Elementary OS 0.3 Freya Beta 2 has been released by Elementary OS Team, based on Ubuntu 14.04 LTS and featuring with pantheon desktop environment, it comes with various User Interface improvements, UEFI/SecureBoot support, better and more discoverable multitasking, updated 3rd party apps (including Geary, Simple Scan, Document Viewer & more), Updated development libraries (including Gtk 3.14), Security and Stability improvements, tons of stylesheet and icon changes and fixes along with other interesting changes as well as almost 600 bug fixes.
Proxmox Server Solutions GmbH proudly announced on February 19, 2015, the immediate availability of version 3.4 of its powerful, open-source, and reliable server virtualization management computer operating system, Proxmox Virtual Environment (VE). The release brings a number of new features and improvements, including NUMA support (non-uniform memory access), ZFS storage plug-in, hotplug support, as well as the latest and greatest ZFS file system.
The Frugalware Developer Team is pleased to announce the immediate availability of Frugalware 2.0, our twentieth stable release.
No new features have been added since 2.0rc2. If you didn't follow the changes during the rc releases, here are the most important changes since 1.9 in no particular order:
Linux kernel 3.14.19
Xorg server 1.15.2
Mozilla Firefox 35.0.1
Chromium browser 39.0.2171.96
Dejan Petrovic, the developer of the recently introduced ChaletOS computer operating system informed us today, February 12, that he just pushed a February 2015 release on his servers, urging users to update to it as soon as possible. The new ISO images are available for download right now (see link at the end of the article) for 32 and 64-bit PCs, bringing assorted bugfixes and improvements.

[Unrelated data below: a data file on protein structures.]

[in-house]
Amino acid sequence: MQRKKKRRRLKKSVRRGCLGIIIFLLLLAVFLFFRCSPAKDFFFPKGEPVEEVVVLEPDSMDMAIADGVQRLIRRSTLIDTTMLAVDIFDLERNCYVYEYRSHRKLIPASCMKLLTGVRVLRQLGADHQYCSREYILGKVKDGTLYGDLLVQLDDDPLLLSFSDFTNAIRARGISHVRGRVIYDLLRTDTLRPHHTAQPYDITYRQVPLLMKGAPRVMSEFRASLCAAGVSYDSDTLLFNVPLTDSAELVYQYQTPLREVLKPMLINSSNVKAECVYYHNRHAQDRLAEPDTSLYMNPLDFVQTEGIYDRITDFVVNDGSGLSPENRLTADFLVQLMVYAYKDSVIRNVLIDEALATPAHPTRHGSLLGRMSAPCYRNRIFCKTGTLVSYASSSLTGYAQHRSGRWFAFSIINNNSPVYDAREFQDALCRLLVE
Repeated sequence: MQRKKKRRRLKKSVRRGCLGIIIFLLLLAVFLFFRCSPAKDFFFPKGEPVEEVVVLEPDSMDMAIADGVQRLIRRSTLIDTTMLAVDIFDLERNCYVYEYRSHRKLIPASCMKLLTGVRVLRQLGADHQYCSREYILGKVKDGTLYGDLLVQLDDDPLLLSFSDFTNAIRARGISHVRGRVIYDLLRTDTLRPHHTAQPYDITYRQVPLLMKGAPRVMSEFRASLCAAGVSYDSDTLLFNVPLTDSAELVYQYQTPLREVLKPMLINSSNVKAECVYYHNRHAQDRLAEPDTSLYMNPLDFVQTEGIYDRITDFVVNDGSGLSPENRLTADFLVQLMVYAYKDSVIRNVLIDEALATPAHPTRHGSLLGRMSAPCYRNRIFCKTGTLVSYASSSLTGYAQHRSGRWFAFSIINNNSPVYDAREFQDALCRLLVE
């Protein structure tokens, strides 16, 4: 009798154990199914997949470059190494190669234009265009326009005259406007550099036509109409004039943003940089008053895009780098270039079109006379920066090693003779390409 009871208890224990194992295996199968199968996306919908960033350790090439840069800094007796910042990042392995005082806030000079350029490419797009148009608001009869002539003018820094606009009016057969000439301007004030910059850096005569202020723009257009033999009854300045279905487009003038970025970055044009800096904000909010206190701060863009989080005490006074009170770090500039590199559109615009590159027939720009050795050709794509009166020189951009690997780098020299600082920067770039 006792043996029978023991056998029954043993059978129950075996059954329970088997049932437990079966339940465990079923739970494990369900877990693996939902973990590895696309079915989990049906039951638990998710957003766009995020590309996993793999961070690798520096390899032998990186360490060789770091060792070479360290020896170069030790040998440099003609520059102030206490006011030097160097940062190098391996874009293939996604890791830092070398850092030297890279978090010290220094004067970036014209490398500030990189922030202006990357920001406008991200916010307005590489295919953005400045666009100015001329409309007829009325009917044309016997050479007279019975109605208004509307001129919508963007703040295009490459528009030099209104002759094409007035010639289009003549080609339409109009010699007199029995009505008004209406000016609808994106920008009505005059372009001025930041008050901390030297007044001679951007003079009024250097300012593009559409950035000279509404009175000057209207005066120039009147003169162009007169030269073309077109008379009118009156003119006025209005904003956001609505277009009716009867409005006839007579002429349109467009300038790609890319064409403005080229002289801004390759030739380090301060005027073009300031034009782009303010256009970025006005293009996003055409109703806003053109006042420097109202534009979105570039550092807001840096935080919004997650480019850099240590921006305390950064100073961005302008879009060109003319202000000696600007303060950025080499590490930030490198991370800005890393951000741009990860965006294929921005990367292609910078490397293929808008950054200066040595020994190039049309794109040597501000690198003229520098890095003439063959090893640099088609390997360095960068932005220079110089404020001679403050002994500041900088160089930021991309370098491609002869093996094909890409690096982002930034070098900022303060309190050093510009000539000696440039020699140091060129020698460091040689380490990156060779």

The Firefox OS-based “Matchstick” media player has been delayed a half year to August, and will receive an overhaul to move to a quad-core SoC and add DRM.
The Matchstick was one of the biggest Kickstarter success stories of 2014, finishing its funding run in October with $470,310, almost five times Mathstick.tv’s $100,000 goal. The developer edition of the $25, open-spec HDMI stick — and the first Firefox OS media player — appears to have shipped, and the device was set to go out this month to the other backers, who paid as little as $18.
It would be something of an understatement to say that the smartphone market is hot: it has clearly taken over from the desktop sector as the mainstream that defines the direction of computing. That's good news for open source, since it means Windows is increasingly irrelevant as far as the future is concerned. Android, of course, is dominating this sector, but nothing stays still: there will, one day, be an "after Android" - so who will be the key player(s) there?
Not, I fear, Tizen. Although to begin with I hoped this might develop into a strong alternative to Android, that is clearly not to be. I've not written much about it here, since it seems to spend most of its time merging with other projects and re-branding itself. This article has an excellent representation of how Tizen has evolved over the years; it also reviews the first Tizen phone, from Samsung, concluding.